Grandiosity and helplessness are like ends of a see-saw. They are both ways of not-solving-problems. They both involve magnifying and minimising some part of existence. To be helpless we need to credit some other person with more power than they really have. To be grandiose, we have to minimise other parts of our lives. To be helpless, we have to minimise our own abilities and magnify those of others.

We can be grandiose in various ways. For example, we can daydream about having great power or being a hero. We can talk in a puffed-up way about a situation without doing anything to solve it.

When we do nothing effective to solve a problem we are being passive. There are four types of being passive.

The first is doing nothing. We do not respond. We experience ourselves as unable to think. Our energy is used not to solve problems but to discount all of our ability to solve the problem.

A second type of passivity is over-adaptation. A parent notices that the children have created a mess so he or she cleans it up, without saying anything. A manager notices that no one is answering the telephone, so the manager answers it, and says nothing. Sometimes we think that the other person will notice what we did and behave differently in future. However, we are usually discounting our ability to do something about the problem. People usually don't notice!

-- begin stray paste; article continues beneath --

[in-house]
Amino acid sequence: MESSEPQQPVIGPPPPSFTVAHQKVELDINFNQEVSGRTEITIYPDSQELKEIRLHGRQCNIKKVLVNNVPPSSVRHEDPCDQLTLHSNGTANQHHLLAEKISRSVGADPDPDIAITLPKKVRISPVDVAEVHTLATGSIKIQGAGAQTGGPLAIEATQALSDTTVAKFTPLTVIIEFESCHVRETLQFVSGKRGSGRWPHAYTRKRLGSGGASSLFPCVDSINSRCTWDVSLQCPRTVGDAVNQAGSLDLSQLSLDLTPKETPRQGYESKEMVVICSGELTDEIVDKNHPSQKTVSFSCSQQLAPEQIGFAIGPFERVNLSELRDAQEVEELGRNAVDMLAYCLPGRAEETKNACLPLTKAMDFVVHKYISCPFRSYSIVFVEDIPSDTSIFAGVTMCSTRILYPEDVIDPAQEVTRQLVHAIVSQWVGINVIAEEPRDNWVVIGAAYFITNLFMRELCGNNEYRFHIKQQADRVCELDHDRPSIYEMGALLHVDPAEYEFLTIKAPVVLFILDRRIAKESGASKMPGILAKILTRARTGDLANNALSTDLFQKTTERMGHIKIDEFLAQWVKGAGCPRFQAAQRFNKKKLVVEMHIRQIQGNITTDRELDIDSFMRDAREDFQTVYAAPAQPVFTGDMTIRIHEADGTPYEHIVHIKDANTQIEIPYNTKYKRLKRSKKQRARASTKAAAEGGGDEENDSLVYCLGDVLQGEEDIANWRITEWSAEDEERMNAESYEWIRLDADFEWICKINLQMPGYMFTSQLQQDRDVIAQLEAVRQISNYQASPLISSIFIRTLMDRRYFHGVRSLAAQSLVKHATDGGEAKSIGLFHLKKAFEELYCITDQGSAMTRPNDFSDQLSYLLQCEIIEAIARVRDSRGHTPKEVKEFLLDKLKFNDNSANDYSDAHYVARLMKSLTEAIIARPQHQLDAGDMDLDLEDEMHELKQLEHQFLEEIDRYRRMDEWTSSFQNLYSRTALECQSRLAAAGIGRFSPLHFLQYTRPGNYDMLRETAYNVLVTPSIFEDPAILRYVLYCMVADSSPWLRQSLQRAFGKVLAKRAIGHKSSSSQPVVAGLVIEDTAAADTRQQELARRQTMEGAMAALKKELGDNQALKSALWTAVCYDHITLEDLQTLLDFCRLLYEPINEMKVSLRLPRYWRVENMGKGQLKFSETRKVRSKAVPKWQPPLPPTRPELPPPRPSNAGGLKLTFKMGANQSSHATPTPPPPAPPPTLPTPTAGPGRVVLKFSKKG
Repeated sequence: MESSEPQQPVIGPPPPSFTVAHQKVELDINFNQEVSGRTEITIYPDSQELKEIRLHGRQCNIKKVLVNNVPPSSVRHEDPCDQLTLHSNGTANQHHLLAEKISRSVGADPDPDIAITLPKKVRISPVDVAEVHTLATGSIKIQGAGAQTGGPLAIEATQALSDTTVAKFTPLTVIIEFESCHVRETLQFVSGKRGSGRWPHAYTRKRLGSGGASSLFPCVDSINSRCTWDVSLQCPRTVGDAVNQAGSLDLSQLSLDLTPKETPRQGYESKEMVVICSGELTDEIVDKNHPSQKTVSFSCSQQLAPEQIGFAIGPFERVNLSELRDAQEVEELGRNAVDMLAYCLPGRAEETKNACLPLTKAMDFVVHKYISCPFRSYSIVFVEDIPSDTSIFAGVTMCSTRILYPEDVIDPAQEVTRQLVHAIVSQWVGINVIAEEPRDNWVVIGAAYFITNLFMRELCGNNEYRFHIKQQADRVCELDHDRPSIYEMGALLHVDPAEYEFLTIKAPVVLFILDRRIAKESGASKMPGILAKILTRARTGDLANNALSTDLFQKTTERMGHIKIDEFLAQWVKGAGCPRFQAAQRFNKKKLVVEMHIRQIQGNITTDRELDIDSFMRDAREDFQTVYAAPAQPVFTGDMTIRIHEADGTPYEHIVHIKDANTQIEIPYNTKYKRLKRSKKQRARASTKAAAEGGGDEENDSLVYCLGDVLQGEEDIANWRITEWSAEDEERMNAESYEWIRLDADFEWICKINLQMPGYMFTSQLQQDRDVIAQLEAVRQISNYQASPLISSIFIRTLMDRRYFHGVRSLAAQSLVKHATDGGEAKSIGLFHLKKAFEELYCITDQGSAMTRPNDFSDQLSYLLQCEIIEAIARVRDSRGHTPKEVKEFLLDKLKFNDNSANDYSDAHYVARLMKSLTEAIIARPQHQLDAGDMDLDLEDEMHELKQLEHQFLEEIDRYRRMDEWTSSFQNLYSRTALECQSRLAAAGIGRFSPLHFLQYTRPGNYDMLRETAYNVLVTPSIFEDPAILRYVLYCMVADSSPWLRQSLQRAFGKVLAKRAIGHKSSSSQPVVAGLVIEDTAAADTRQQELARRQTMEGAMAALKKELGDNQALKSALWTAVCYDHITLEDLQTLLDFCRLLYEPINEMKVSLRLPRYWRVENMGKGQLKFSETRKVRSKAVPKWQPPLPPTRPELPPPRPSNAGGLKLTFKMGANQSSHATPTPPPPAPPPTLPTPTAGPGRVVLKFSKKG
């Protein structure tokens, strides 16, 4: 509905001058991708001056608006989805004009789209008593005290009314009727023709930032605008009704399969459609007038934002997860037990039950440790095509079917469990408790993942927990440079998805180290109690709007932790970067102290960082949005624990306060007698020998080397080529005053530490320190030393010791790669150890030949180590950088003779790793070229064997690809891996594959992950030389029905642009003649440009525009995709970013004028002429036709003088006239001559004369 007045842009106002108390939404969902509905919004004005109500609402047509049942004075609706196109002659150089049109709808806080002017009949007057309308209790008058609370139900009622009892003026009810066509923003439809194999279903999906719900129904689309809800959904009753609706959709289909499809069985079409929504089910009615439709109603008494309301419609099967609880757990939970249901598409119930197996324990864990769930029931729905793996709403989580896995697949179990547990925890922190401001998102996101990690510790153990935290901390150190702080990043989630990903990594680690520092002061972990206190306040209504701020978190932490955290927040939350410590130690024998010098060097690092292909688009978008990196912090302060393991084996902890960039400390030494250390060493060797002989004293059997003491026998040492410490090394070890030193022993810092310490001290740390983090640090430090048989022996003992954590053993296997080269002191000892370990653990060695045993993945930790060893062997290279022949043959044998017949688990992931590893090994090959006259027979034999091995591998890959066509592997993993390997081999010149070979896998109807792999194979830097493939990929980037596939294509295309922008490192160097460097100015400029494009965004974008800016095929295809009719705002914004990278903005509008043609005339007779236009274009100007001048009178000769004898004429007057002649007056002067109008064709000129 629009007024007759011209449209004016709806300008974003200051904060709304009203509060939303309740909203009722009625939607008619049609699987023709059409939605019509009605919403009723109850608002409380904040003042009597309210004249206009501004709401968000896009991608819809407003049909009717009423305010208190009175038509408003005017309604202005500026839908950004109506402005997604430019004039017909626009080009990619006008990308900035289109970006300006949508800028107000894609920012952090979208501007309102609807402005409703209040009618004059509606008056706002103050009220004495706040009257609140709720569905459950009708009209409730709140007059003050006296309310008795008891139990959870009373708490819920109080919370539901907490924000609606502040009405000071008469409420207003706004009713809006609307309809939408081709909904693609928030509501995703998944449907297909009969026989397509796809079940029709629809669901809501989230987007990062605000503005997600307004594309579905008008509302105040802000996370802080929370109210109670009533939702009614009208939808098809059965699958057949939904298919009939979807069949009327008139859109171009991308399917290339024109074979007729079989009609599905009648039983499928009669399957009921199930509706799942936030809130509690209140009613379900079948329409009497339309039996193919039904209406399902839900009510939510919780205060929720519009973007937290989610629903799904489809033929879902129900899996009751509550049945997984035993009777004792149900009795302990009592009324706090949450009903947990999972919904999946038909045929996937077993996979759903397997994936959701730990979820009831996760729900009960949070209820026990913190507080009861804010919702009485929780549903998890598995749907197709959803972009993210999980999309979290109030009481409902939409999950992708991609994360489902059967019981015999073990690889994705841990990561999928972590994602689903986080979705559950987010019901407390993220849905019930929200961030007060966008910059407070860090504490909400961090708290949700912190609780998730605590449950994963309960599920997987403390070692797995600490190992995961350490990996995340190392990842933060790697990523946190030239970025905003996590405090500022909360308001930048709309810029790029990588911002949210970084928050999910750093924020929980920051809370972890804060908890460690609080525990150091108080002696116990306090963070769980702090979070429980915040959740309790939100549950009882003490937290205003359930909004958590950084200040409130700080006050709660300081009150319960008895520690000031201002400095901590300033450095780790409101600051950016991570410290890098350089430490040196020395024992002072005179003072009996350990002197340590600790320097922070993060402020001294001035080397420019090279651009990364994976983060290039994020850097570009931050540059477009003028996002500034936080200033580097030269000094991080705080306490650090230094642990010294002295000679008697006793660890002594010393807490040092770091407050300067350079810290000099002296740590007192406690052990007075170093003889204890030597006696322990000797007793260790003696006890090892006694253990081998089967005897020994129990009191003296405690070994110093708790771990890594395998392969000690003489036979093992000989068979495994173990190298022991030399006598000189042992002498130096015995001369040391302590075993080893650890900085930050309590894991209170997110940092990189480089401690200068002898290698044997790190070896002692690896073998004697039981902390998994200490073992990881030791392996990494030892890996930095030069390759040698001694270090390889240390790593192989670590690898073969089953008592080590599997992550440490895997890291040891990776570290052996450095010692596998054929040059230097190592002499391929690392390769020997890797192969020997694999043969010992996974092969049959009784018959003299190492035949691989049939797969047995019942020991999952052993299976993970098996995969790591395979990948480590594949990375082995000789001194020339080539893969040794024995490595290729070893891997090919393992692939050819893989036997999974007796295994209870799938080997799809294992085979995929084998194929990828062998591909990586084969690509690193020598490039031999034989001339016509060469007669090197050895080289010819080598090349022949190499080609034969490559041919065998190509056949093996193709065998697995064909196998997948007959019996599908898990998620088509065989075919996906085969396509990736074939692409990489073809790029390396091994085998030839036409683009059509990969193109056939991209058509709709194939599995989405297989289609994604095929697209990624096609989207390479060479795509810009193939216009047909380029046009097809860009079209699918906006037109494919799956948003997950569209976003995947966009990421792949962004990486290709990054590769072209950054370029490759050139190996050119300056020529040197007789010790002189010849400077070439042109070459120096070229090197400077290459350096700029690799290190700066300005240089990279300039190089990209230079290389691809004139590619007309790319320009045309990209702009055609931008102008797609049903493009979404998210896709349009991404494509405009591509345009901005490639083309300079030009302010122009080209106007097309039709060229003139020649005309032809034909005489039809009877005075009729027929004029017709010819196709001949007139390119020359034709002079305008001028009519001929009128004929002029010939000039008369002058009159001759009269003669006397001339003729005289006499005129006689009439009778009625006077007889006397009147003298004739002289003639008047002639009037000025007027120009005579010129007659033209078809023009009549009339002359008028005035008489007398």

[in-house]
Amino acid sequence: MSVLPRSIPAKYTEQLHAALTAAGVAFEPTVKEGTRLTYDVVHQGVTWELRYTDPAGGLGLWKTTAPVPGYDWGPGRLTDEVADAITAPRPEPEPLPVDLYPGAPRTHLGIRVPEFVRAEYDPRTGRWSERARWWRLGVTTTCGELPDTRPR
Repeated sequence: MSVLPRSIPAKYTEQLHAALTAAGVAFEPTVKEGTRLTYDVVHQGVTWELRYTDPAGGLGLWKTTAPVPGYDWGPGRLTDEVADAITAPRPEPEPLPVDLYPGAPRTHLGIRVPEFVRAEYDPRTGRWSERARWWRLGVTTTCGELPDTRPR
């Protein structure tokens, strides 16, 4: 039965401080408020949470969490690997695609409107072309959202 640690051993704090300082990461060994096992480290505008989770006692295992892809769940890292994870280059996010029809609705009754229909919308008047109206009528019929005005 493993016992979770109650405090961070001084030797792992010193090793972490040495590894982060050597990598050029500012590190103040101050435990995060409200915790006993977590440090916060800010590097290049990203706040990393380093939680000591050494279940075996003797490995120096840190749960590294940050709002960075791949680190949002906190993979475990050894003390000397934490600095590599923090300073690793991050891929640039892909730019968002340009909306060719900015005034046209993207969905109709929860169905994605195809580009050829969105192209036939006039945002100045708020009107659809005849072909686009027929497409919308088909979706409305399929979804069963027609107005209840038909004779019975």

A third type of passivity is agitation. The manager gets agitated. Drums his or her fingers on the table, or becomes angry. Instead of saying, 'Answer the telephone, Bob', the manager sits there and gets upset without doing or saying anything.

The fourth type is violence or incapacitation. When we encounter a problem we get violent, perhaps to someone or something unrelated to the problem. Violence sometimes follows agitation. It is passive in that it doesn't do anything to solve the problem. When we are violent we try to incapacitate another person or thing. When we get ill, we try to incapacitate ourselves.

In all the above the behaviour shows discounting - unconsciously ignoring certain parts of reality. When we do this, we magnify or minimise certain parts of reality. When we magnify a part of ourselves, we are being grandiose. When we magnify the problem or the other person, we may be making the other grandiose, and feeling helpless ourselves.

You might like to think about a problem you didn't solve in the past. Did you notice grandiosity or helplessness. What were you discounting. What options did you have which you unconsciously ignored at the time?

Grandiose thoughts can entertain us. We might enjoy daydreaming about being extremely powerful. In one way, there is nothing wrong with being grandiose, but it isn't problem-solving. Sometimes when we are being grandiose it is worth discovering the real problem. And becoming aware the discounted problem-solving options.

Although the solution to the problem might not be the one you have in mind now, there is always a solution to all problems. This is the why: Because you created the problem, you can solve it.

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Most Recent Revision: 20-Mar-99.
Copyright 1998, 1999 Ken Ward,